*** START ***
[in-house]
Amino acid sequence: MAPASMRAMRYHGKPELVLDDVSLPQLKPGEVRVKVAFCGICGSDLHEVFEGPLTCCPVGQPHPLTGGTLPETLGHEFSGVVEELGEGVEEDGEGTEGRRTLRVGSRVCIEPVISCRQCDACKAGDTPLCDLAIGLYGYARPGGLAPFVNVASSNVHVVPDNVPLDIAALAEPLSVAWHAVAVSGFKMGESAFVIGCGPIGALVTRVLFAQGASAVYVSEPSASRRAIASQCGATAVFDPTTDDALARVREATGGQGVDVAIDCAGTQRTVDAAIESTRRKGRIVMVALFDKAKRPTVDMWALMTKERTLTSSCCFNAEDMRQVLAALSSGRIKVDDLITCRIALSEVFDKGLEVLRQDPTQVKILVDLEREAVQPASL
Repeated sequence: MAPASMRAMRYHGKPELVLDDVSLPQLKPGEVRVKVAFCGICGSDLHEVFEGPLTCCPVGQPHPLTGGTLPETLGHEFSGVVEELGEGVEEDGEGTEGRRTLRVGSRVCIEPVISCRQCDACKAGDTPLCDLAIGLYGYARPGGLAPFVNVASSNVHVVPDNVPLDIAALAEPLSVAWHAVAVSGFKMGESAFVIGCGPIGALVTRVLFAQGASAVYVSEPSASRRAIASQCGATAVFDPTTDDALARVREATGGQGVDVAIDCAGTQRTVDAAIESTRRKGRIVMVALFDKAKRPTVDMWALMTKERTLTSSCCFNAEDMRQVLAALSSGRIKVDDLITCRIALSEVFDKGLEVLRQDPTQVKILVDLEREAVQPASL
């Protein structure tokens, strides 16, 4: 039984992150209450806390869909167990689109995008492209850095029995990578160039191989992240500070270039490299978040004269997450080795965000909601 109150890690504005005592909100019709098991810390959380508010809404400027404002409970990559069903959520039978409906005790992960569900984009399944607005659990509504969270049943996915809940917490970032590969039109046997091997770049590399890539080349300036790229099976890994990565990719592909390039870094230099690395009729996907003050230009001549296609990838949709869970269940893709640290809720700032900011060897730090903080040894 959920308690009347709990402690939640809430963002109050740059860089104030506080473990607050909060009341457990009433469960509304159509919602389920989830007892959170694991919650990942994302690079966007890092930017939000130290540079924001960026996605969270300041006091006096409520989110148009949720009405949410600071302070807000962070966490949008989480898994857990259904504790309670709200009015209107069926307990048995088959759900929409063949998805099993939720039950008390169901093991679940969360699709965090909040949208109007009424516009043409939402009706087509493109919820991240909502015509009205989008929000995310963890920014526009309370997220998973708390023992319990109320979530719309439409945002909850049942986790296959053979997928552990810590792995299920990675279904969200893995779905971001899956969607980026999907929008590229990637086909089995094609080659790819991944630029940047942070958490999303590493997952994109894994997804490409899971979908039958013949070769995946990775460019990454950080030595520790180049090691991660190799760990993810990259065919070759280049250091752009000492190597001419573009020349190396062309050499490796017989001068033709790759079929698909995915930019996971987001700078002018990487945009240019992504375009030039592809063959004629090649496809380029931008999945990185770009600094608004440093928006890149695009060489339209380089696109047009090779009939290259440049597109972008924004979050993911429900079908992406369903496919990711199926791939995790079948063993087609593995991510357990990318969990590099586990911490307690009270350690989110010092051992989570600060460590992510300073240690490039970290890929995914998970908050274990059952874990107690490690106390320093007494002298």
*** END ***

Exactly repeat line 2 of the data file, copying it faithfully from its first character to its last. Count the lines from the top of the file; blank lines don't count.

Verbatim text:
Amino acid sequence: MAPASMRAMRYHGKPELVLDDVSLPQLKPGEVRVKVAFCGICGSDLHEVFEGPLTCCPVGQPHPLTGGTLPETLGHEFSGVVEELGEGVEEDGEGTEGRRTLRVGSRVCIEPVISCRQCDACKAGDTPLCDLAIGLYGYARPGGLAPFVNVASSNVHVVPDNVPLDIAALAEPLSVAWHAVAVSGFKMGESAFVIGCGPIGALVTRVLFAQGASAVYVSEPSASRRAIASQCGATAVFDPTTDDALARVREATGGQGVDVAIDCAGTQRTVDAAIESTRRKGRIVMVALFDKAKRPTVDMWALMTKERTLTSSCCFNAEDMRQVLAALSSGRIKVDDLITCRIALSEVFDKGLEVLRQDPTQVKILVDLEREAVQPASL